At a young age, “a place for crazy people” was my mother’s attempt at explaining to me what the Woodbridge Hospital was about.
Crazy people? How so? My pressing questions were endless and she would brush it off with the usual “aiya girl, don’t ask so much!”
Years later, I heard of Woodbridge Hospital again following a friend’s admission – she had repeated incidents of self-harm. What I could grasp hold of then, was how minimally-discussed and highly-misunderstood this institution was.
More than that, a stigma surrounds our society – we stereotypically perceive a mentally-ill patient to be someone hysterical and violent, or depressed and suicidal. We want as little contact with them as possible.
Yet, these were never the characteristics I would associate my friend with.
My curiosity, together with the tinge of ambiguity the place holds, sparked my interest to join a volunteer group in the hospital, now known as the Institute of Mental Health. I signed myself up with a friend.
Getting A First Look
Because we were both first-timers, we were told to help out at the long-staying wards with patients who were diagnosed with Schizophrenia. This meant that the patients have been in the hospital for decades.
The first session took place on a Saturday morning – the building was eerily silent. There was barely anyone walking around, except the occasional nurses in white and a few people huddled up in conversations at the canteen.
When we finally reached the wards, we were told to wait outside before someone came to get us. With just a door and a glass pane separating the patients and I, I saw that some of them had difficulty registering the situation.
There were some who were overflowing with enthusiasm, waving their hands and saying “hello!” without any inhibitions.
Then I made eye contact with one of them.
In that brief moment, I could sense the deep-seated loneliness in their eyes, and it was overwhelming.
‘They have spent more than half their lives here,’ I think to myself while letting that fact sink in.
Often, I would wonder if they have long surrendered to the fate of their condition, and if keeping them within the four walls did more harm than good to their mental wellbeing.
When we were finally let into the ward, we were given colouring templates and markers. There was also a table set up for games, all in an attempt to interest the patients and “get them moving”.
Most of the patients were at least 40 years or older, so we addressed them as uncles. I sat beside an uncle whilst he doodled away.
We were told that conversations did patients good, and if anything, it helped distract them from their thoughts.
“Hi Uncle, how are you?” was my weak attempt at starting a conversation. “Good,” he replied calmly.
“Do you like colouring?”
“Yes, that is why I do it every Saturday with you all.”
As our conversation progressed, he no longer needed any supporting questions.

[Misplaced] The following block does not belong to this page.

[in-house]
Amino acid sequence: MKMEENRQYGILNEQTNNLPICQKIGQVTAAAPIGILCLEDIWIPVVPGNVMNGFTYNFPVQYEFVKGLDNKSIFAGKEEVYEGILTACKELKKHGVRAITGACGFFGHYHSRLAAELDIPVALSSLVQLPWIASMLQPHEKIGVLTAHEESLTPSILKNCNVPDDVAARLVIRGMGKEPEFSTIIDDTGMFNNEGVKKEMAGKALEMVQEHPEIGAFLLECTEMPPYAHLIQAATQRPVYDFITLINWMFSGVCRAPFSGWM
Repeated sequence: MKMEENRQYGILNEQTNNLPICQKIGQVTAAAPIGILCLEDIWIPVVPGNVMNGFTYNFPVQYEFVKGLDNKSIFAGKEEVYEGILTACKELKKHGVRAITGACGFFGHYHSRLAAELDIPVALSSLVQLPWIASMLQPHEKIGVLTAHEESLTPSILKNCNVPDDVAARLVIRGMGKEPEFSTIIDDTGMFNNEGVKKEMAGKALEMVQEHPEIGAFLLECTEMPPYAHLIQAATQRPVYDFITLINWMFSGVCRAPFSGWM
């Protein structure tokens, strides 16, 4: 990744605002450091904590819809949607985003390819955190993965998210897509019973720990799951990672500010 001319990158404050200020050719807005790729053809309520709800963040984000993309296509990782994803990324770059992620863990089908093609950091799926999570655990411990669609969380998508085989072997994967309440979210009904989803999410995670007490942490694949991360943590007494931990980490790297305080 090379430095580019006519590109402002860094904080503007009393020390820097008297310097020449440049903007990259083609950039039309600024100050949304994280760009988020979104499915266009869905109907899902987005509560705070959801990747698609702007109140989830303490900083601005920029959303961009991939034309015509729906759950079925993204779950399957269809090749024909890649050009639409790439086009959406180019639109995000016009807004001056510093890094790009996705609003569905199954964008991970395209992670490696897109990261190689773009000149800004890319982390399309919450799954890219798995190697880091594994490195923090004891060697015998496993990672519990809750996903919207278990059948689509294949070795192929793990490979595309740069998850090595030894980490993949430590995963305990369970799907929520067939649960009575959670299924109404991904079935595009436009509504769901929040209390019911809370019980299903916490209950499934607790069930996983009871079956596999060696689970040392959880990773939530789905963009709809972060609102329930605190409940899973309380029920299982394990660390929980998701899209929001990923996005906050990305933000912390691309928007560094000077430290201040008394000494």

Getting To Know Uncle
He had been in the hospital for close to 20 years. Even so, the only hope he tirelessly clings onto is “I long to see my family again.”
He went on about his older sister and younger brother, and shared with me how his sister used to look after him. She was also the one who admitted him into the hospital because “she too busy lah, cannot take care of me anymore.”
I later understood that her daughter recently gave birth to a baby girl which she had to help take care of.
Having to come here, I questioned if he has ever been sad and to my surprise, he replied with a simple “No.”
It hit me hard.
Here he was, spending a good two-thirds of his time caged inside this building where he had to cope not only with a mental condition, but also attempt to restart life by learning to get used to his new surroundings.
Yet for decades, in his isolation – he bore no grudges. I went into volunteering with an open mind, but this Uncle, who shared a wedge of his life, touched my heart in ways unthinkable.
We went on to talk a little more about his siblings whom I learned were both wedded with families.
I questioned, “So are you married?”
“No, never,” he replied shyly with a smile.
“Do you want to get married?”
He began to recall his love story from years ago.
Of Love And Coming Home
“Back then, I was still quite handsome. This girl – she was as young as you, and she was very pretty. I still remember asking her to wait for me in front of my dad’s shop after school so I can bring her to watch a movie.”
“She really waited for me leh! I bought her candies,” he recounts with a gleeful smile.
It was the happiest time of his life, he admits.
After hearing his story, I couldn’t help but ask:
“Will you hope to go home one day instead of staying here?”
He answered earnestly, “Of course I want to go home.”
My experience here made me realise that the very people we define as insane, are humans after all. They bear memories and emotions just like any one of us.
Recently, an article discussed about how we have advanced to be a society that is more informed about the realm of mental health thanks to social media, but that came with its complexities too.
Undeniably, Singapore is still a society that is less receptive to these vulnerabilities because we fail to empathise. We fail to stop in our tracks and offer our understanding to people who need it.
We fail to educate ourselves about these topics, and listen to the stereotypes instead. This is how we’ve failed.
Ultimately, in order for change to happen – we must learn to embrace.